Thursday, November 26, 2015

For once, the Tories are doing the right thing (but far too little of it)

There is no doubt that, after winning the election, the new Conservative government has done a lot of harm to British society, in particular by cutting benefits for the disabled and those most in need. Yet, in terms of climate policy, the pictures is somewhat more ambiguous. Given the inherent scalability limitations of renewables, I find the slashing of subsidies for small-scale renewables to be a step in the right direction. Similarly, cancelling the £1bn Carbon Capture Storage (CCS) competition is probably also the right thing to do (although doing it six months before it would be awarded is not precisely fair play). More importantly, shifting resources to energy R&D, in particular nuclear, is very much the right thing to do in a world with burgeoning energy demand.

At the same time, committing a meagre £250 million to nuclear R&D over five years is not going to jumpstart any global energy revolution whatsoever. Considering that developing a successor to the UK Trident system is estimated to cost at least £25 billion (yes, 100 times more!), a figure that the Conservatives seem perfectly happy to pay, puts those £250 million into some perspective.

While correctly assessing the limitations of renewables and CCS, continuing business as usual is simply not an option. The first eight months of 2015 were the hottest such stretch yet recorded for the globe’s surface land and oceans, based on temperature records going back to 1880. Decisive climate action is needed now. As an emergency measure, rich countries like the UK should build dozens of new nuclear reactors to quickly displace fossil fuels at home WHILE doubling down on research of more scalable technologies capable of facilitating a global carbon lock-out. There is simply no time to fiddle around with a wind turbine here or a PV panel there (which in any case both would require fossil back-up power). Looking at the historic decarbonisation rates of both Sweden and France, we know that it is perfectly possible to quickly cut emissions using existing nuclear technologies. Yet, with no support from the environmental movement or other social movements, the current policy gridlock is not in any way surprising.

Update: In the issue going into print 28 November, The Economist will give their support to many of the things I have argued over the last years in terms of the need for basic energy R&D.

Saturday, November 14, 2015

Autumn, revisited

Back in Kalmar for a couple of days. More than 1.5 years have passed since my last visit which is longer than I ever been away. Living in the High North, coming back down here meant reliving autumn again with yellow trees and temperatures well above ten degrees.

On Sunday night, Eddie and I are flying back to Umeå for more of the same crazy rush.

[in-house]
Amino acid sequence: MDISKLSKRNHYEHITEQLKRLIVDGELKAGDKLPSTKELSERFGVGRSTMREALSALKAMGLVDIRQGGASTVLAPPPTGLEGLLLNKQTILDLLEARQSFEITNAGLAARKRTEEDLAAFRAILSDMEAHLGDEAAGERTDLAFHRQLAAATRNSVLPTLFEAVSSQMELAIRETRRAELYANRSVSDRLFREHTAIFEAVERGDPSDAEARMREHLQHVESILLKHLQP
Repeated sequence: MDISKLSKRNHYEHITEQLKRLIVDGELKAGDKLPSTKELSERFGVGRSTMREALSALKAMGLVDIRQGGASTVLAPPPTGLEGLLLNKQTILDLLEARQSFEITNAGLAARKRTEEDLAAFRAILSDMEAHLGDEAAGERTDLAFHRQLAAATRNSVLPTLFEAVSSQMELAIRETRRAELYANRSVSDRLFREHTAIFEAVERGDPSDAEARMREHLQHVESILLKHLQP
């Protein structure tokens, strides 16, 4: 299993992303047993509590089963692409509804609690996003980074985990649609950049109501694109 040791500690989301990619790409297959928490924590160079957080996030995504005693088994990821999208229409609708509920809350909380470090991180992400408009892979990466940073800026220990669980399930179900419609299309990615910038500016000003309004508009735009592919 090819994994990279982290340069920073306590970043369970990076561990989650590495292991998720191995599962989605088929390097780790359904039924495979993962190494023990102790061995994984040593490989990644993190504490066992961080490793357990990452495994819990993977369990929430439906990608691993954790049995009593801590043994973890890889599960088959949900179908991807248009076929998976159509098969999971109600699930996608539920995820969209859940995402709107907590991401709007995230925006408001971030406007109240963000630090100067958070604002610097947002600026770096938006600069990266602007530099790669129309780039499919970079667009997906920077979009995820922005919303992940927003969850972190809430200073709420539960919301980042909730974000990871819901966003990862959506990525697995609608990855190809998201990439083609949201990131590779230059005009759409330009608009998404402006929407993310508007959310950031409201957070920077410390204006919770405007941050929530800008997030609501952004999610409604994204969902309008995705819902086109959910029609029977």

That was as far as I got with my blog post as I still had to take a picture. Yet, today, waking up shortly before 5 am and reading news on my phone, all that suddenly felt irrelevant. More than 120 people are dead in a new terror attack and we are in for another cycle of violence, fear and repressive politics. As before, I am equally frightened by the political reaction as by the terror itself. There will always be insane people doing heinous acts, the important question is rather who we want to become by our efforts to stop them. Already the veneer of civilization was getting strikingly thin. In Denmark the government just suggested that the police should search asylum seekers for any valuables that they may be carrying and confiscate them I order to pay for the costs of migration. Borders are again coming up across Europe and in Sweden refugee centres are torched by right-wing extremists. While it is still too early to say anything about the motives of the Paris attack, it is clear that the long shadow of the Algerian war is still very much with us. Ultimately, I remain confident that democracy will prevail but the road we are on right now is not a good one.

Tuesday, November 03, 2015

Flat white

Early morning in North Sweden as I browse a just released copy of "Austerity Ecology & the Collapse-porn Addicts" by Leigh Phillips. As often it is more difficult with friends than with enemies, one is much less certain of the terrain and how the argument ultimately plays out.

At some level I am afraid that books like these, however welcome they may be, will just add more fuel to the ongoing cultural war. The same is of course true for some of the things I have written or said (for instance at WPSA in April this year). Maybe a more fruitful approach would be to try to unite progressives around seemingly other questions, such as the moral necessity of open borders, and then, indirectly, make a global welfare state, and with it a high-energy planet, inevitable.

Soon time to bike up to UPL for another course day, this time on supervision in higher education. November promises to be a month of extremes with only a short break scheduled as I head back to Kalmar with Eddie 11-15 November.